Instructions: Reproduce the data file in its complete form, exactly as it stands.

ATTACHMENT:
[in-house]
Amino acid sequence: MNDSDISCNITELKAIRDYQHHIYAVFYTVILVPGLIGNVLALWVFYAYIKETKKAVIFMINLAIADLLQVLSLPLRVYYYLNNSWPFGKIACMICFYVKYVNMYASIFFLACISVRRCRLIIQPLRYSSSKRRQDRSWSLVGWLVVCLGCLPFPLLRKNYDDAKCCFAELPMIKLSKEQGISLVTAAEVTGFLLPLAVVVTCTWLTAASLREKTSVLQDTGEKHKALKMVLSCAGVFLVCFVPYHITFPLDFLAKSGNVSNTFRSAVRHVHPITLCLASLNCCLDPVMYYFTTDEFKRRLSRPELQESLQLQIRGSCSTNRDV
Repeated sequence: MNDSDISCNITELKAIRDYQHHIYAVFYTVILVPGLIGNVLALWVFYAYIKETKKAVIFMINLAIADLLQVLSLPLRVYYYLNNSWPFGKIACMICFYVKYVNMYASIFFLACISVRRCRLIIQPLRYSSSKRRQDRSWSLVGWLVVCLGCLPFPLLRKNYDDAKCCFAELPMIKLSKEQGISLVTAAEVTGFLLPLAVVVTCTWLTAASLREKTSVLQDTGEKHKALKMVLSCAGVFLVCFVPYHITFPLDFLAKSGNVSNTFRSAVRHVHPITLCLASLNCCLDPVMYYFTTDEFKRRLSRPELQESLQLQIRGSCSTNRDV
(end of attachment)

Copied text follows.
[in-house]
Amino acid sequence: MNDSDISCNITELKAIRDYQHHIYAVFYTVILVPGLIGNVLALWVFYAYIKETKKAVIFMINLAIADLLQVLSLPLRVYYYLNNSWPFGKIACMICFYVKYVNMYASIFFLACISVRRCRLIIQPLRYSSSKRRQDRSWSLVGWLVVCLGCLPFPLLRKNYDDAKCCFAELPMIKLSKEQGISLVTAAEVTGFLLPLAVVVTCTWLTAASLREKTSVLQDTGEKHKALKMVLSCAGVFLVCFVPYHITFPLDFLAKSGNVSNTFRSAVRHVHPITLCLASLNCCLDPVMYYFTTDEFKRRLSRPELQESLQLQIRGSCSTNRDV
Repeated sequence: MNDSDISCNITELKAIRDYQHHIYAVFYTVILVPGLIGNVLALWVFYAYIKETKKAVIFMINLAIADLLQVLSLPLRVYYYLNNSWPFGKIACMICFYVKYVNMYASIFFLACISVRRCRLIIQPLRYSSSKRRQDRSWSLVGWLVVCLGCLPFPLLRKNYDDAKCCFAELPMIKLSKEQGISLVTAAEVTGFLLPLAVVVTCTWLTAASLREKTSVLQDTGEKHKALKMVLSCAGVFLVCFVPYHITFPLDFLAKSGNVSNTFRSAVRHVHPITLCLASLNCCLDPVMYYFTTDEFKRRLSRPELQESLQLQIRGSCSTNRDV